I am a 49 year old light skinned African American female. I was on the Obagi system and noticed melasmi was getting lighter for about 3 months, then it just stopped working. Doctor then suggested Vi Peel which made my melasma darker which now after about 3-4 weeks melasma has gone back to its pre VI peel state. Now the doctor is suggesting a glycolic peel in increments of a low percentage and working my way up to stronger dosage. Does anything work for African Americans suffering from melasma!!! Or is it just a hit or miss???
African American Female Melasma Treatment
Doctor Answers (2)
Treating melasma and dark spots on African American or Olive skin with Melarase
My experience with African American skin and pigmentation has been positive to date. The color and complexion of your skin is less a variable when you consider the propensity to pigmentation as the major factor. I would begin a topical skin brightening regimen, such as Melarase AM and Melarase PM, which work well for dark complexions as well as lighter ones. Surgery90210
Web reference: https://kareskin.com/products/
Melasma Treatment for African American Skin?
Hi 4310. The issue is not so much your skin, but rather that Melasma is a very difficult condition to treat and manage. While we think Obagi is a good program, it is a lower % of Hydroquinone than we typically use for problem Melasma cases. Most of Obagi's products are 4% and we use two programs that can go as high as 8%. We have patients stay on these programs for 3 months and then take 1 month off the Hydroquinone products. We have about an 80% response rate for the program.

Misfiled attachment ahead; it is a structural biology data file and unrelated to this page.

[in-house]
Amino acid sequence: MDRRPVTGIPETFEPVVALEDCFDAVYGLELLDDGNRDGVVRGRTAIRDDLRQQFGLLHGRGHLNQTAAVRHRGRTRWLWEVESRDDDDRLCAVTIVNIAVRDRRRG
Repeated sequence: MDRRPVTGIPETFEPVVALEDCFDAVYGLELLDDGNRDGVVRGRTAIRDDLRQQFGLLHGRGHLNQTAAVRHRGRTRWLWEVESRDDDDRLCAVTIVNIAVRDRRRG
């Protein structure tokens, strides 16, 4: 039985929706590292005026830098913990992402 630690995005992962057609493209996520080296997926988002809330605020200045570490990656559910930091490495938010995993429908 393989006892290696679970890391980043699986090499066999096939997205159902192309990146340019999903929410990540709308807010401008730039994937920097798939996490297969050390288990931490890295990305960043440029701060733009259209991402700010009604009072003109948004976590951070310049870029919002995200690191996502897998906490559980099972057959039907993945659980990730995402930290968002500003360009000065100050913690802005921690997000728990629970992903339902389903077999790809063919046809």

While chemical peels are effective for exfoliation, the peel itself with do nothing for the melasma. The peels are typically used n combination with the hydroquinone bleaching products to aid in absorption into the skin. We use Retin A or glycolic acid products to aid in absorption of the HQ. Hope this helps and good luck.
Web reference: http://www.celibre.com/melasma.aspx
These answers are for educational purposes and should not be relied upon as a substitute for medical advice you may receive from your physician. If you have a medical emergency, please call 911. These answers do not constitute or initiate a patient/doctor relationship.
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